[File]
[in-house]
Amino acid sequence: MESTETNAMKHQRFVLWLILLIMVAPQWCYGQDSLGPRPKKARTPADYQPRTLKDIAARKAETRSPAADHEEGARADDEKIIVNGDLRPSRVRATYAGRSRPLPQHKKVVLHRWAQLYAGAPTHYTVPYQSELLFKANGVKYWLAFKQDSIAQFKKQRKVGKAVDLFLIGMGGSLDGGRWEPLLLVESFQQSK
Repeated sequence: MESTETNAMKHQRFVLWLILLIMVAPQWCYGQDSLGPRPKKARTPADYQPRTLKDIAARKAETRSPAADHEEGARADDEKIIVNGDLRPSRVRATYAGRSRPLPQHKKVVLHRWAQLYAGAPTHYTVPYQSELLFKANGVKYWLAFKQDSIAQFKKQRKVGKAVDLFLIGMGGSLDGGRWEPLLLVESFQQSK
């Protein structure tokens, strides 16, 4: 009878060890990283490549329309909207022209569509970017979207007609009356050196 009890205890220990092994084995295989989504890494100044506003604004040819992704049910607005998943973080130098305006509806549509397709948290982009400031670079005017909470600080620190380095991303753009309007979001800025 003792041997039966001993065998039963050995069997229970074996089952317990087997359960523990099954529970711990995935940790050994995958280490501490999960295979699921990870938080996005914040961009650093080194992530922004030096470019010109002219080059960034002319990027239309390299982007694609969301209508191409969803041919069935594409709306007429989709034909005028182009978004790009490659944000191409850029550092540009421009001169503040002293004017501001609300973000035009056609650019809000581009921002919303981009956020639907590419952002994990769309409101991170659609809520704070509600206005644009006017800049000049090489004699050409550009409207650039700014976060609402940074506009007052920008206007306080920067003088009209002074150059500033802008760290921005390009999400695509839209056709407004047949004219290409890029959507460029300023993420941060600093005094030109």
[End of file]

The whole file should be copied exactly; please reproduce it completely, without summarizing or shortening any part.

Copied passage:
[in-house]
Amino acid sequence: MESTETNAMKHQRFVLWLILLIMVAPQWCYGQDSLGPRPKKARTPADYQPRTLKDIAARKAETRSPAADHEEGARADDEKIIVNGDLRPSRVRATYAGRSRPLPQHKKVVLHRWAQLYAGAPTHYTVPYQSELLFKANGVKYWLAFKQDSIAQFKKQRKVGKAVDLFLIGMGGSLDGGRWEPLLLVESFQQSK
Repeated sequence: MESTETNAMKHQRFVLWLILLIMVAPQWCYGQDSLGPRPKKARTPADYQPRTLKDIAARKAETRSPAADHEEGARADDEKIIVNGDLRPSRVRATYAGRSRPLPQHKKVVLHRWAQLYAGAPTHYTVPYQSELLFKANGVKYWLAFKQDSIAQFKKQRKVGKAVDLFLIGMGGSLDGGRWEPLLLVESFQQSK
């Protein structure tokens, strides 16, 4: 009878060890990283490549329309909207022209569509970017979207007609009356050196 009890205890220990092994084995295989989504890494100044506003604004040819992704049910607005998943973080130098305006509806549509397709948290982009400031670079005017909470600080620190380095991303753009309007979001800025 003792041997039966001993065998039963050995069997229970074996089952317990087997359960523990099954529970711990995935940790050994995958280490501490999960295979699921990870938080996005914040961009650093080194992530922004030096470019010109002219080059960034002319990027239309390299982007694609969301209508191409969803041919069935594409709306007429989709034909005028182009978004790009490659944000191409850029550092540009421009001169503040002293004017501001609300973000035009056609650019809000581009921002919303981009956020639907590419952002994990769309409101991170659609809520704070509600206005644009006017800049000049090489004699050409550009409207650039700014976060609402940074506009007052920008206007306080920067003088009209002074150059500033802008760290921005390009999400695509839209056709407004047949004219290409890029959507460029300023993420941060600093005094030109």